Clearly, no matter how you cut the list, Cameron has been underrated in terms of overall value by lots of people. But it’s very possible that he wasn’t often an All-Star snub because he didn’t really have amazing peak seasons. To determine that you could look at specific seasons. Or you could use something like “Wins Above Excellence”, which gives players per-season credit for WAR over some threshold while zeroing out everything below it… I’m not sure that measures anything useful for value purposes, but might approximate aggregate ASG-worthiness over a career.

Craig
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Craig
5 years 24 days ago

As a Brewers fan, it was a pleasure to watch Cameron play for the team for a couple of years. With his bat he was a poor man’s Adam Dunn with better base running, but in the field he was no Adam Dunn. With the Brewers it was obvious that he had lost a step, but his instincts were perfect. His first step and the perfect routes to the ball were a thing of beauty. I remember one occasion where he was casually jogging to catch a fly ball that I assumed it was going to be an easy catch, but it ended up being an over the wall home run saving catch that he was timing perfectly. He made the play look so easy when in reality he just knew exactly where the ball was going to land and when he would needed to jump so he just didn’t rush and didn’t worry. Give Cameron the speed he had in his younger days, and it does not shock me to see his WAR value so high up on the list because of his outstanding defense and slightly above average bat.

AdamM
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AdamM
5 years 23 days ago

If Cameron’s bat is a poor man’s Adam Dunn, that’s a very poor man.

Bob Ferguson
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Bob Ferguson
5 years 24 days ago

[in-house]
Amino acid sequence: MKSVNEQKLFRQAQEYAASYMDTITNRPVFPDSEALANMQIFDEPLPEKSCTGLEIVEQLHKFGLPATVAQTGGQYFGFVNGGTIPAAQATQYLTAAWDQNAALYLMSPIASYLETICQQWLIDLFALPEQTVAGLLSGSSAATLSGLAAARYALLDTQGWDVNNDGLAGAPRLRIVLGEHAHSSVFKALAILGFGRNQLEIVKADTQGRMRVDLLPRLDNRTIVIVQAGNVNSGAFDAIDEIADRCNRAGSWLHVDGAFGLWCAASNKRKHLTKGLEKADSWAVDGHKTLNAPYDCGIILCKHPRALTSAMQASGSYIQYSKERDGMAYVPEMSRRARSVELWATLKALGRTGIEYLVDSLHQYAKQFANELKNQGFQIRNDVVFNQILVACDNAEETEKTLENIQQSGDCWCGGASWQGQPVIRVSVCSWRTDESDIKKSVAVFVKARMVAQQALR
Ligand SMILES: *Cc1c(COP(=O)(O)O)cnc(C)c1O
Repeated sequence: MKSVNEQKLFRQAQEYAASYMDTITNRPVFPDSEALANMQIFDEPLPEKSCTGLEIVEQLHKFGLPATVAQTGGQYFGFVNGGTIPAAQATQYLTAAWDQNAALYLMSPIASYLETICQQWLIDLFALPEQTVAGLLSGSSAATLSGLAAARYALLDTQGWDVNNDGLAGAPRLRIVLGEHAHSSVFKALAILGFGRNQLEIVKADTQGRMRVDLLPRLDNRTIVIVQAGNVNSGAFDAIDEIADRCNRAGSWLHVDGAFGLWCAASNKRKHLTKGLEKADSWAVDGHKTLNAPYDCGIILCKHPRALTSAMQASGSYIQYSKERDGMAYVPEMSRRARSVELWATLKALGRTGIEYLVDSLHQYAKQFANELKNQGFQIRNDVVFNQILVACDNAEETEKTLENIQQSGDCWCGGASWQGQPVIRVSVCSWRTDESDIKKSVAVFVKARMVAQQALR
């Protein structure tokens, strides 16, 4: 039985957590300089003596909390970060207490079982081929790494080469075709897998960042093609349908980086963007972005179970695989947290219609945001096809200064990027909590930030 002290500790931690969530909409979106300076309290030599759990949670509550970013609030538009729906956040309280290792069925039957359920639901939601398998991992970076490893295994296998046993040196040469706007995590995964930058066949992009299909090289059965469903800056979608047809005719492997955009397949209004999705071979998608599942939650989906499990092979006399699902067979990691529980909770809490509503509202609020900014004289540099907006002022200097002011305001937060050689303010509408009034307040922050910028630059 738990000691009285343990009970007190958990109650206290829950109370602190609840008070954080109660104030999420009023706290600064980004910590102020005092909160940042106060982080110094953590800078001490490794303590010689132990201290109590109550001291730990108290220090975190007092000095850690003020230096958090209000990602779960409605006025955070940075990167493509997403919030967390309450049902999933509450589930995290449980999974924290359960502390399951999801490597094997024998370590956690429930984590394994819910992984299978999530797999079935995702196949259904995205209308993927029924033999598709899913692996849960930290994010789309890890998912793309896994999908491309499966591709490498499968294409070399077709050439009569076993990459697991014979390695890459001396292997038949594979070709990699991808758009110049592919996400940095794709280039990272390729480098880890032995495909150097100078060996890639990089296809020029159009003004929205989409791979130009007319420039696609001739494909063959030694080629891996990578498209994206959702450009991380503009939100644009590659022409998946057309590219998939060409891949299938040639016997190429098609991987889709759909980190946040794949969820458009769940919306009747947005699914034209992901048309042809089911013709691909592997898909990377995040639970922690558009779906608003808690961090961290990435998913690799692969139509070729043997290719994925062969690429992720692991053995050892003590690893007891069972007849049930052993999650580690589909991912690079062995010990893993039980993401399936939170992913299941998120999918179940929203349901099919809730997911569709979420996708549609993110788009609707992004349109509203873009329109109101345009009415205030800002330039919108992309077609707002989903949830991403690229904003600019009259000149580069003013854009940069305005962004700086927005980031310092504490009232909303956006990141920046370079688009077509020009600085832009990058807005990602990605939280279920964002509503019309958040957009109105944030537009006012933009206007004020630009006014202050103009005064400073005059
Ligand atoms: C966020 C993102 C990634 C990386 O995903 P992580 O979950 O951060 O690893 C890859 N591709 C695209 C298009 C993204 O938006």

Did you forget about me?

Bookbook
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Bookbook
5 years 24 days ago

The M’s would have certainly been a better team had they held onto him.

Tucker
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Tucker
5 years 24 days ago

It seems like a big part of his problem was probably also that over his career he never actually made that leap to being the best player at his position in terms of any single metric and was never regarded as the best player on his team. He was compared unfavorably to Andruw Jones in terms of defense and power, and was overshadowed completely by other personalities while he moved around as the 3rd to 5th best player on teams that were at least pretty good. Also he never won a world series which would probably have turned him into a guy that the media always talked about as being a winner with various absurd intangible qualities.

Robbie G.
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Robbie G.
5 years 24 days ago

Mike Cameron has a lot of things working against him:

1) Failure by fans/media to compare players to others who play the same position rather than to all players, period;

2) Bias against guys with mediocre batting averages;

3) Failure by fans/media to appreciate the importance of OBP;

4) He bounced around a lot;

5) Difficulty involved in quantifying defensive performance;

6) Often played for teams that did not get a huge amount of national media attention (e.g., San Diego, Cincinnati, White Sox, Seattle);

7) Often overshadowed by much bigger names on his own teams;

8) Played most of his career in the PED era, so his numbers just did not seem all that great in comparison to his peers.